Comparison of Adverse Effects Related To the Use of Epidural Anesthesia versus Spinal Anesthesia In Cesarean Section Patients At The Plaza De La Salud General Hospital In Santo Domingo, Dominican Republic, During The Period January-December 2021: A Retrospective Study

Author(s): Mariam Alcántara, Alba Rebecca Hernández

Objectives: This study aimed to investigate the two different types of regional anesthesia for a cesarean section and to analyze the various perioperative and postoperative side effects related to them.

Design: We retrospectively included those patients who required a cesarean section under regional anesthesia.

Setting: Hospital General Plaza de la Salud from January 2021 to December 2021.

Participants: A total of 202 cesarean sections were analyzed. Spinal anesthesia was used in 195 participants and epidural anesthesia in 7; both groups were then compared.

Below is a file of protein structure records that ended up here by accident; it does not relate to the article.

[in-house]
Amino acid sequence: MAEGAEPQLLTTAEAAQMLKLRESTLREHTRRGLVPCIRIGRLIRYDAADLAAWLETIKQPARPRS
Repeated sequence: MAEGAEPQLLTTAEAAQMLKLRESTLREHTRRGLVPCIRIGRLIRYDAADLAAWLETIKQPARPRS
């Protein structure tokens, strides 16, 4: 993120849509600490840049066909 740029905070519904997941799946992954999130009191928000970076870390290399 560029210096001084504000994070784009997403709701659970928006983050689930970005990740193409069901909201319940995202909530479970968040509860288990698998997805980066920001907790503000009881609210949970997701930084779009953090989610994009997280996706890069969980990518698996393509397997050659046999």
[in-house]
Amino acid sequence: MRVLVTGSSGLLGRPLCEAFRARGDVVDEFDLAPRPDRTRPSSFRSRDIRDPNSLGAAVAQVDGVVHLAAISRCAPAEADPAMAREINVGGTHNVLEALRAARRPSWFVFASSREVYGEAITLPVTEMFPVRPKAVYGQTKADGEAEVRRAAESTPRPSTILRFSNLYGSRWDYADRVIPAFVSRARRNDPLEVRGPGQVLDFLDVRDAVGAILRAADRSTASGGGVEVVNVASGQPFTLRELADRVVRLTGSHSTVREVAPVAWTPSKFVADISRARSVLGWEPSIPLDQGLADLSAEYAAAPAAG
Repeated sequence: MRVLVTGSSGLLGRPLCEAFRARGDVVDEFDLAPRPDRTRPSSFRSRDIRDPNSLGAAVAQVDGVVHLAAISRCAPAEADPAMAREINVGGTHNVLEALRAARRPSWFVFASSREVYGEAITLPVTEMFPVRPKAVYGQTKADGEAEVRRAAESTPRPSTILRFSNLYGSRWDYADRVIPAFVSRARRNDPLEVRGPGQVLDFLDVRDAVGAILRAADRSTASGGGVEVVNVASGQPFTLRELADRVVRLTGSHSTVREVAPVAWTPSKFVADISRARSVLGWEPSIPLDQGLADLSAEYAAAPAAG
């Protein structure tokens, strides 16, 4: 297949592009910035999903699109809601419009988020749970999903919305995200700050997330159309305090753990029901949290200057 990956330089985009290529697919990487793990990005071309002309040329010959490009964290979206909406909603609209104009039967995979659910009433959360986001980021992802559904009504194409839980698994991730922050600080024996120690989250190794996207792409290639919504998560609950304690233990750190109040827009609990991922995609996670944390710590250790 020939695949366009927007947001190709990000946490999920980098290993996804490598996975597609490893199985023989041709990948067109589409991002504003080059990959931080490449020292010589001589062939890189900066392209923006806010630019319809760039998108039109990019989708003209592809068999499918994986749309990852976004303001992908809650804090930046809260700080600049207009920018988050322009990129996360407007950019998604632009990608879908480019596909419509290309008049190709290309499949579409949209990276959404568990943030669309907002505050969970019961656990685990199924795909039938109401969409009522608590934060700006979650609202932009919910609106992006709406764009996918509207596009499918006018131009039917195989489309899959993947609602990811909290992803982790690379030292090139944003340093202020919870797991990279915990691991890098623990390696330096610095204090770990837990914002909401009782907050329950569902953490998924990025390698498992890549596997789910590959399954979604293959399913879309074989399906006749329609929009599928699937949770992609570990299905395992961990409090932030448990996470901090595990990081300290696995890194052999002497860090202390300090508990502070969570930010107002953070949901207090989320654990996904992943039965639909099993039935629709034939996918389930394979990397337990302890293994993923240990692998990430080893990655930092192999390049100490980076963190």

Results: Perioperative results revealed that spinal anesthesia had a shorter total anesthesia time, more frequent hypotensive episodes, and a higher perioperative ephedrine administration rate. Regarding the postoperative results, the Apgar scores of the newborns recorded at one minute and at 5 minutes were similar in both groups.

Conclusions: For patients who required a cesarean section under regional anesthesia, the use of spinal anesthesia led to a shorter anesthetic time, however it is associated with greater hemodynamic changes and ephedrine administration compared with epidural anesthesia.

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